Director and Emmy-award-winning choreographer of PBS’s Zoom. Also choreographed Bubbling Brown Sugar.
Aug. 12, 1994, age 51
Film historian and director of the Panorama section of the Berlin International Film Festival.
Aug. 11, 1994, age 33
Jazz pianist who was named 1993 Jazz Artist of the Year by the Houston Jazz Festival.
Aug. 11, 1994, age 31
Founder of Coyote Productions, which produced the touring comedies Road Kill Comedy and Shut up and Laugh.
Aug. 7, 1994, age 55
Administrator, dancer, and choreographer of the Elle Johnson Dance Co. in Los Angeles.
Aug. 6, 1994, age 51
Photographer and author of three books. As a filmmaker, he collaborated with Ellen Burstyn and Lee Strasberg.
Aug. 3, 1994, age 53
Violinist with the Vermeer Quartet based at Northern Illinois University, where he was also a professor of music.
RON W. DITTMAN
July 16, 1994, age 35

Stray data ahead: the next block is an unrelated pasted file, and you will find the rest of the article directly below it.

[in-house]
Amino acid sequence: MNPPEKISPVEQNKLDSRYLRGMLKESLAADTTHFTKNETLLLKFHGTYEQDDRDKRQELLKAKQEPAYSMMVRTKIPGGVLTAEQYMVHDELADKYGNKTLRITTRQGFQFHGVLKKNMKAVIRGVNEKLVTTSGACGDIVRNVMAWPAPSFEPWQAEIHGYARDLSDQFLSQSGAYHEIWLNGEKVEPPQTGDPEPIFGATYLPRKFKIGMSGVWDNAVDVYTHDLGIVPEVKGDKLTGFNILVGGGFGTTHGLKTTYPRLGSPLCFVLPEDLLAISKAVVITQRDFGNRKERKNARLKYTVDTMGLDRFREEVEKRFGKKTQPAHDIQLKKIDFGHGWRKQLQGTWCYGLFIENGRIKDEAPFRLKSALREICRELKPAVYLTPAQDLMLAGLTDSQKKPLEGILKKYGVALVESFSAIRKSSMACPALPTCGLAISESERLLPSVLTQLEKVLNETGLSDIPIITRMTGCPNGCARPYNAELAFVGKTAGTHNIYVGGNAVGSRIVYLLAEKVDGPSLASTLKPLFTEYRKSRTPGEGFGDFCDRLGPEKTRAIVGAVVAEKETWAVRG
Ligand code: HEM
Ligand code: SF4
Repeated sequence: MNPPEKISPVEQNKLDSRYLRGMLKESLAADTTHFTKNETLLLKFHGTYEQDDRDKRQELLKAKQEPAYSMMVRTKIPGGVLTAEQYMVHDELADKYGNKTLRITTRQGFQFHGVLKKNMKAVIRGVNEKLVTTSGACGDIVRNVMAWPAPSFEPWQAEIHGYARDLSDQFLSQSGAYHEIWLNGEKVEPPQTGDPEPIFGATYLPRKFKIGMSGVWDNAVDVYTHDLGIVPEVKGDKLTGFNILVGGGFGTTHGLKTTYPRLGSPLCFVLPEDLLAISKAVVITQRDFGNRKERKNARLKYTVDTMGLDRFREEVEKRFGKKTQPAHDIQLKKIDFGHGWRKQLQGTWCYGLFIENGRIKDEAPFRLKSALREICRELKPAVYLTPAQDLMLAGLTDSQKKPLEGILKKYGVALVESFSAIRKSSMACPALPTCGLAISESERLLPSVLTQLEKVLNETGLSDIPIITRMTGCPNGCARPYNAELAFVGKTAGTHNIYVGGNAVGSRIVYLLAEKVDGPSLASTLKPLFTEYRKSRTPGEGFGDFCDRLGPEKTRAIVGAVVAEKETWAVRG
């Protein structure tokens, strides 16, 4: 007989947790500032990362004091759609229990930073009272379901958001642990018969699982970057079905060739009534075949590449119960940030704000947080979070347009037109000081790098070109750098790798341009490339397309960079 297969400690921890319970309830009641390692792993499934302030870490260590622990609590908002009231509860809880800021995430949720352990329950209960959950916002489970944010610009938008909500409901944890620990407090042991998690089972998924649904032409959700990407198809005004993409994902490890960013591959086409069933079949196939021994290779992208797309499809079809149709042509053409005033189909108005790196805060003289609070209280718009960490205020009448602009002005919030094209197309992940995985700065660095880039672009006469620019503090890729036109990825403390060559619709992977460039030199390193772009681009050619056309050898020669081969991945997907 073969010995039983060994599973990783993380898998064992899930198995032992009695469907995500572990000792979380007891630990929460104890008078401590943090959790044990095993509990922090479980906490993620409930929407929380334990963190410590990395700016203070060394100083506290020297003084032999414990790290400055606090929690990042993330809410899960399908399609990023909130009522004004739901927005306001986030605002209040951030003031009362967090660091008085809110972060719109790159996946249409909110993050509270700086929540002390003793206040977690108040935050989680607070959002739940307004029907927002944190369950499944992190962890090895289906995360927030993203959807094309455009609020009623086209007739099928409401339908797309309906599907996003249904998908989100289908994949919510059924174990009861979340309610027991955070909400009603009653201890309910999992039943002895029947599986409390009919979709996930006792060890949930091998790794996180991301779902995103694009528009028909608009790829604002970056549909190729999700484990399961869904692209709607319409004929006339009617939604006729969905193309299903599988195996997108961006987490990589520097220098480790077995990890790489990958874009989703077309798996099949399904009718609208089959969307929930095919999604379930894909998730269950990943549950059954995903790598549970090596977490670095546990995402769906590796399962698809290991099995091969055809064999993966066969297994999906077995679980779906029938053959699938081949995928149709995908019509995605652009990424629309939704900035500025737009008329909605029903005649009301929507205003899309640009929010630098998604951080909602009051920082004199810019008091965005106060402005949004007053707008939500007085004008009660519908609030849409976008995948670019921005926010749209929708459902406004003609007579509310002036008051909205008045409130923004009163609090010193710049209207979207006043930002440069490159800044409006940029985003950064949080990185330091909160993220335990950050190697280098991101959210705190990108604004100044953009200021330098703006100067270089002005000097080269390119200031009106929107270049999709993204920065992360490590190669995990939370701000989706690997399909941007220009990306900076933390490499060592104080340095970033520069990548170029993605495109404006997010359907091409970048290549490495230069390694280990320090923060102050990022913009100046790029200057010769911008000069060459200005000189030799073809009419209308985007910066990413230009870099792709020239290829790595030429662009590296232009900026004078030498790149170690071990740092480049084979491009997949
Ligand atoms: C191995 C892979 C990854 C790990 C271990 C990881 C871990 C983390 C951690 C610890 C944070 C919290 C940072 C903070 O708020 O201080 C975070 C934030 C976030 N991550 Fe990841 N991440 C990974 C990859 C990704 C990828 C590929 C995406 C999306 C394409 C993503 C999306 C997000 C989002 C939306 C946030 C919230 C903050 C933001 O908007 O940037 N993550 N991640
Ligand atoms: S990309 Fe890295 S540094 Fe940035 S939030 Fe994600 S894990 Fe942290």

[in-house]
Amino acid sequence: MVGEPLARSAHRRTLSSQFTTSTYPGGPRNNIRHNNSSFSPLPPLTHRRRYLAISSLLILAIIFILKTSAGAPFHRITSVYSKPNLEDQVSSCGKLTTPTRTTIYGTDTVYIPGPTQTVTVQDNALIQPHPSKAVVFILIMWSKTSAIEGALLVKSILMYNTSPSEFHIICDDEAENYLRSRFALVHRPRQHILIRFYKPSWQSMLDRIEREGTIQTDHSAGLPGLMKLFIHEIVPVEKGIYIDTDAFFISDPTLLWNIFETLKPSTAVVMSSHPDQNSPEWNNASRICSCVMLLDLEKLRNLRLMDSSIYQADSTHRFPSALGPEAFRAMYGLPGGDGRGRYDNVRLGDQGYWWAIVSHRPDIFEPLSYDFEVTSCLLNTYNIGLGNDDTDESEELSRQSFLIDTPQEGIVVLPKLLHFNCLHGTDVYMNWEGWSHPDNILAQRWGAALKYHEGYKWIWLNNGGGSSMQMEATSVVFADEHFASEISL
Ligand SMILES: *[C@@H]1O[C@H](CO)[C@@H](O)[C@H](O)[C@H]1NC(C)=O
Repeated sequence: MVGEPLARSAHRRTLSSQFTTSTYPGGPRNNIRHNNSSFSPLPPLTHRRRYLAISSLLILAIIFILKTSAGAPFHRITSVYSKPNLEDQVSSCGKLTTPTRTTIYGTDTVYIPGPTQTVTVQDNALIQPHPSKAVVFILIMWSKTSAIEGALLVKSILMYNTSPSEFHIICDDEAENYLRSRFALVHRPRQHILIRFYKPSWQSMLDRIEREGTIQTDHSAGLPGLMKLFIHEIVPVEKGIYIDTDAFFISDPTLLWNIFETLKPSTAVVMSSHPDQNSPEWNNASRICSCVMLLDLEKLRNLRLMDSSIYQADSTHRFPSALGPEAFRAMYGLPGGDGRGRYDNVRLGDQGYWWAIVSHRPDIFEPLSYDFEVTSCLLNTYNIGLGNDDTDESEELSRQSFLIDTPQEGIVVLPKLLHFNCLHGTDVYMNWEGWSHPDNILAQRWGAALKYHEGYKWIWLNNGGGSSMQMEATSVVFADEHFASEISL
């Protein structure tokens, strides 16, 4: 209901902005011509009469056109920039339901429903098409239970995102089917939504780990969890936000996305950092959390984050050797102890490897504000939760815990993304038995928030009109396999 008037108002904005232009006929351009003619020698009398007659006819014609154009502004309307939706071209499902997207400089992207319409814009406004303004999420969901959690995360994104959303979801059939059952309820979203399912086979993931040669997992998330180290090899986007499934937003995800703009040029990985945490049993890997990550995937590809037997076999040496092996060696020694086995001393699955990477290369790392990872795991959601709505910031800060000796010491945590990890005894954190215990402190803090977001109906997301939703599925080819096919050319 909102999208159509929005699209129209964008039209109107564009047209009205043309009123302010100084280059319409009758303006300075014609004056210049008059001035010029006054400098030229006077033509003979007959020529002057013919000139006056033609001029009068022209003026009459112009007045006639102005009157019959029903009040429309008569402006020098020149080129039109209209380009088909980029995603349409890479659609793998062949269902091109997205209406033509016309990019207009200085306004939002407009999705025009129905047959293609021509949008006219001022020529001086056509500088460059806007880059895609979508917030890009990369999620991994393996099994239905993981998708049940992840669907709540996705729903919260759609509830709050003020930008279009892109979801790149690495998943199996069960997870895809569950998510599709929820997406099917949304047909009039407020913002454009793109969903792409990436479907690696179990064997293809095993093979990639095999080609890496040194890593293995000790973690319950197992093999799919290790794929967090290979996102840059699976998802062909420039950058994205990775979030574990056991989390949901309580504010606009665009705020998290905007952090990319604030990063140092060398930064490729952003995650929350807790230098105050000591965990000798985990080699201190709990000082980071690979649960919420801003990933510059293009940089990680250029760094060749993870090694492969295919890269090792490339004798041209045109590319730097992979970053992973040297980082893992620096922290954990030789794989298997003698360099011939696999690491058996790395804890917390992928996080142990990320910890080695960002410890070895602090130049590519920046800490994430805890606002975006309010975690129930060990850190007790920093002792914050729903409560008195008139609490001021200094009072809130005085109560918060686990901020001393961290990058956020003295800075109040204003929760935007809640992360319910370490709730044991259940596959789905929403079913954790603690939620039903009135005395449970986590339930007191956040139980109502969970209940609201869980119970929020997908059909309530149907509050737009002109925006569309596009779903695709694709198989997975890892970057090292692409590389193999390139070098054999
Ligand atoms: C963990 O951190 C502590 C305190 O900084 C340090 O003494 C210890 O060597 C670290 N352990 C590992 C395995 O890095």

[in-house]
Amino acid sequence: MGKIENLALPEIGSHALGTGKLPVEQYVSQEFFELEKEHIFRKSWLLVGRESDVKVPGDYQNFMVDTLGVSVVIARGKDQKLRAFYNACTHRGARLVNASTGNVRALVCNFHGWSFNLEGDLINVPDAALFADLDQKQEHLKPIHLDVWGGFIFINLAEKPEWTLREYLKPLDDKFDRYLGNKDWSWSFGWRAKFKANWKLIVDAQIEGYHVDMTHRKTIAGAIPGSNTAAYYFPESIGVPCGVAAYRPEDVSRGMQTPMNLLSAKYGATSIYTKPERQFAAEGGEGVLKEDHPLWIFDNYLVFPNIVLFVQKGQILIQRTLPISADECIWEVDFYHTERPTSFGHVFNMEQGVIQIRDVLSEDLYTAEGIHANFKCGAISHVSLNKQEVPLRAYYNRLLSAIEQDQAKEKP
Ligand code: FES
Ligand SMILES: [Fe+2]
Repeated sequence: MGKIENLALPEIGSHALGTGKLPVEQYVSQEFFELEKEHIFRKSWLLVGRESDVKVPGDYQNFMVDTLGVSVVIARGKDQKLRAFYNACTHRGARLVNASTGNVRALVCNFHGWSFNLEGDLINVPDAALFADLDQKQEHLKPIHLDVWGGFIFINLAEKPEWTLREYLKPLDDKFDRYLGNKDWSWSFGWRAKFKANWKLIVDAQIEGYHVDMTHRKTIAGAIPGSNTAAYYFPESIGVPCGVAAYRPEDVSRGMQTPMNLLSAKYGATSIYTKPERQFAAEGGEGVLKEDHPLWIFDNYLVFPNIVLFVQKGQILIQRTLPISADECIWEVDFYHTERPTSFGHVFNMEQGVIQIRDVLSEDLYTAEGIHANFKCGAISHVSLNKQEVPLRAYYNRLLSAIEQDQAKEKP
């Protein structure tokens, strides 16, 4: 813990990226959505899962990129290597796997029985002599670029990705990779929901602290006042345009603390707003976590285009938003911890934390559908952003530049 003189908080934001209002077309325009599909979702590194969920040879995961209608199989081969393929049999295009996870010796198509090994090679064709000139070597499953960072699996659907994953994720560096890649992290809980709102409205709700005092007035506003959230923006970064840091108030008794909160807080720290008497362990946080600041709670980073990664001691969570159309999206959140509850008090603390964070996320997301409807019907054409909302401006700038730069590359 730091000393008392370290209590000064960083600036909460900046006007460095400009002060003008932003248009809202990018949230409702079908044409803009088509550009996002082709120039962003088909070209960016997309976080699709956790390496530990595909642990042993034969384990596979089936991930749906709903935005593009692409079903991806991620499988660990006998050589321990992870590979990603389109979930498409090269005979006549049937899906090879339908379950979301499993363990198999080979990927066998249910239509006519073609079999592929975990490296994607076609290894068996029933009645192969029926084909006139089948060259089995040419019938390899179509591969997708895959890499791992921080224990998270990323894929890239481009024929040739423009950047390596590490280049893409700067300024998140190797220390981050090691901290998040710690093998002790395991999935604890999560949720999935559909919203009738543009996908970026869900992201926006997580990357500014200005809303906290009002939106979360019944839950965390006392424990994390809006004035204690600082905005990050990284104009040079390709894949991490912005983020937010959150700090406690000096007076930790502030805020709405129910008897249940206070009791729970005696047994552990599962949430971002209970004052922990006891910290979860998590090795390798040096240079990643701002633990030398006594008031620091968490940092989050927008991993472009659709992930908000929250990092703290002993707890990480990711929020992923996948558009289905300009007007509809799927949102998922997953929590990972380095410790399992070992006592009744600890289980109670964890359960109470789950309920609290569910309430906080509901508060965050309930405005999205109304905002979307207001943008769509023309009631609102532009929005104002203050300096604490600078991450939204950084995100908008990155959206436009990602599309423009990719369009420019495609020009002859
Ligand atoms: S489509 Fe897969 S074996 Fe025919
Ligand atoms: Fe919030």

Film location manager based in Los Angeles.
July 16, 1994, age 34
Talent agent representing film and TV composers at the Carol Faith Agency.
July 15, 1994, age 44
Public relations executive with Rogers & Cowan.
July 15, 1994, age 46
Los Angeles-based actor, singer, and dancer.
July 13, 1994, age 44
Senior vice president and assistant general counsel for HBO.
JAMES CARROLL PICKETT
July 4, 1994, age 43
Playwright of Bathhouse Benediction, Dream Man, and Queen of Angels. Also a teacher at the Beverly Hills Playhouse.
July 1, 1994, age 34
Singer in New York City cabarets; a member of Hearts & Voices, a volunteer group that performs in hospitals.
June 30, 1994, age 35
Musician and talent coordinator at the Hollywood Roosevelt Hotel.
June 29, 1994, age 33
Music archivist. Served as a consultant on the Tina Turner movie, What’s Love Got To Do With It.
June 29, 1994, age 36
Poet, dancer with the Martha Graham company, and playwright. Appeared in Marlon Riggs’ No Regrets.
June 28, 1994, age 38
Broadway press agent. Handled publicity for Cats, Les Miserables, The Phantom of the Opera, and others.
June 27, 1994, age 40